Tuesday, February 18, 2014

52 Ancestors: #7 Don B. Snyder (1918-2012)

Climbing My Family Tree: Don B Snyder (1818-2012)

When I was young my Mom would talk about family members from when she was younger. I remember her talking about "Uncle Don in the Army & Uncle Don in the Navy" in WWII. This is "Uncle Don in the Army."

Don B. Snyder was my grand-uncle, my grandfather's youngest brother. I decided to write about him this week because I'd been adding transcriptions of newspaper articles to my Ancestrydotcom tree this weekend and he has, by far, the most newspaper articles written about him. He had an exciting young life; he may have had an exciting later life too but I don't really know much about that because he moved out of town and stopped making the local paper!

Don was born May 15, 1918 to Philip (age 36) and Pauline (age 27) [Bailey] Snyder; he was the youngest of their five children: Clarence (1910-1884); Christina (1912-1942); Phyllis (1914-2005); Paul (1916-1975) and Donald (1918-2012). He grew up in Findlay Ohio.

In 1935, when he was 17, he started boxing as a featherweight on the local circuit for boxing shows held in V.F.W. club arenas and American Legion Halls. He fought in 3- and 6-round bouts with other local amateurs. The local press said he displayed "a lot of ability and promise" and "handled himself capably". [1] By 1938 and 1939, he had grown into that promise and was headlining fights and competing (& winning) in Ohio Golden Gloves tournaments. Most of the articles I found were describing who was fighting whom and where the impending bout was to take place, and Don was frequently a headline draw for the night's event. But one time his victory was written up with a 7-column large headline!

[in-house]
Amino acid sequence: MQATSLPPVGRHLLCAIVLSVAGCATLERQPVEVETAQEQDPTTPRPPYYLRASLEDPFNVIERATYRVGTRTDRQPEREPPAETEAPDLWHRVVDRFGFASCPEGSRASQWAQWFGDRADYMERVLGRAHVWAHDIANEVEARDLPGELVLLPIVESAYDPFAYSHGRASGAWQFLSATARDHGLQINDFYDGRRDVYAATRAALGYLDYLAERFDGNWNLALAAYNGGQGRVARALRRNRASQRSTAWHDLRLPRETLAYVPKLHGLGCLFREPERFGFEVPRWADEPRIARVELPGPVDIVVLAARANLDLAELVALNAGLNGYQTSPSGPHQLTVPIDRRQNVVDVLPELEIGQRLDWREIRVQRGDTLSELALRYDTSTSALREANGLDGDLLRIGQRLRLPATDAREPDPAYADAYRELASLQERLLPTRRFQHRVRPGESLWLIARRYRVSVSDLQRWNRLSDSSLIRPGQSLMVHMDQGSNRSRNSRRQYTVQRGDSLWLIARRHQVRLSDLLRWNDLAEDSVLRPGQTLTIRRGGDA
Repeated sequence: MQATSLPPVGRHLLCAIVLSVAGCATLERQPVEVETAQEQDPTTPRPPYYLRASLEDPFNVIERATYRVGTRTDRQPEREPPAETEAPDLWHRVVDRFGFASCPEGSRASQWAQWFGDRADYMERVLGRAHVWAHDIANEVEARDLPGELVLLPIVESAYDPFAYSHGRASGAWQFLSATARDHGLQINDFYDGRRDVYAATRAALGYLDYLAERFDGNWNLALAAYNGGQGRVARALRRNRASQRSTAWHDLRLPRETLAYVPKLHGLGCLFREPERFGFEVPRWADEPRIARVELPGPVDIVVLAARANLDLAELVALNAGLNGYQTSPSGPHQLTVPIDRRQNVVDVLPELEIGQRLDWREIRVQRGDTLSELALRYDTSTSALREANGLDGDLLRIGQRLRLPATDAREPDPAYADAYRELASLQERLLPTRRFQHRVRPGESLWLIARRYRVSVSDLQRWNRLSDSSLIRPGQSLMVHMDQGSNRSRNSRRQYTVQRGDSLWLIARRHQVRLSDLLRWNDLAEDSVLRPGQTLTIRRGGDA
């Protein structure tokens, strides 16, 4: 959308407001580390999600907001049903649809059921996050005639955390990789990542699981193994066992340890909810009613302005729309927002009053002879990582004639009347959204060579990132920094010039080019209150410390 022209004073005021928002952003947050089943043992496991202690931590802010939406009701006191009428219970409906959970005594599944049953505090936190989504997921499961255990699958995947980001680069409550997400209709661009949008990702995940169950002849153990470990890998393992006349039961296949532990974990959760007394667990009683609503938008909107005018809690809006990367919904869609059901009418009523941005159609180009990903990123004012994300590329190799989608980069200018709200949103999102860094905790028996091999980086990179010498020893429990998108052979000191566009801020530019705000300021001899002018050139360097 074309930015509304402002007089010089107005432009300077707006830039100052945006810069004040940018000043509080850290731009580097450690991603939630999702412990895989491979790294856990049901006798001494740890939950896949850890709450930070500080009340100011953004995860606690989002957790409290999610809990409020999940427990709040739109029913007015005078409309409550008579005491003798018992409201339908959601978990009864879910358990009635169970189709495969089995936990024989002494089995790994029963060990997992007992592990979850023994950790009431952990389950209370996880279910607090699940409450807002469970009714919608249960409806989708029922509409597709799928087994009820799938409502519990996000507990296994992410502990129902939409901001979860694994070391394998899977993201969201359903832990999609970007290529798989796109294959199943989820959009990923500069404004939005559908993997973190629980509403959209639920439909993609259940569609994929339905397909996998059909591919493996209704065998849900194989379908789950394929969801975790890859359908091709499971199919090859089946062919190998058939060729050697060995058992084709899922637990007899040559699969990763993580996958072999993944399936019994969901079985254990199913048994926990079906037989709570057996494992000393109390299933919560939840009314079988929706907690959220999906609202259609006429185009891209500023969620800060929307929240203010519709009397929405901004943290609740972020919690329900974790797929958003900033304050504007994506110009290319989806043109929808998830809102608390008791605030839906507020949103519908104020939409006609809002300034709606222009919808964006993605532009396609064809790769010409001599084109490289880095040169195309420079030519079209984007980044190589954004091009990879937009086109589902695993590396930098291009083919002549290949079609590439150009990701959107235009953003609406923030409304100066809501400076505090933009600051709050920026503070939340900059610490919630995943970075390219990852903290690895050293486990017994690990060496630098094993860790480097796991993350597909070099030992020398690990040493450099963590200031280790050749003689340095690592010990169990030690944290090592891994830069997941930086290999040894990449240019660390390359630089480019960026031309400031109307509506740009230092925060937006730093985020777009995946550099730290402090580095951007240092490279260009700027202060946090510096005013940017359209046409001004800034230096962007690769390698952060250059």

Don Snyder, the 128 pound rubber man, bounced in and out and all over the ring, as he gave Joe Apel, Bowling Green junior lightweight, a terrific lacing in the main six-round go at the V.F.W. club's arena last night before a crowded house.
Apel, a half head taller and 7 pounds heavier, was dropped to the canvas eight times under Snyder's furious two-fisted assault, but the game and courageous Bowling Green battler was still on his feet at the finish.
The rubber man's thudding lefts and rights floored Apel in the first and fourth, twice in the fifth, and four times in the last two-minute session. The bell clanged as he hit the resin in the fourth. With two or three exceptions, Apel took nine counts before regaining his feet. The bout, Snyder's fourth straight victory in as many appearances at the club, was easily the most spectacular of any he has fought before the fistic followers."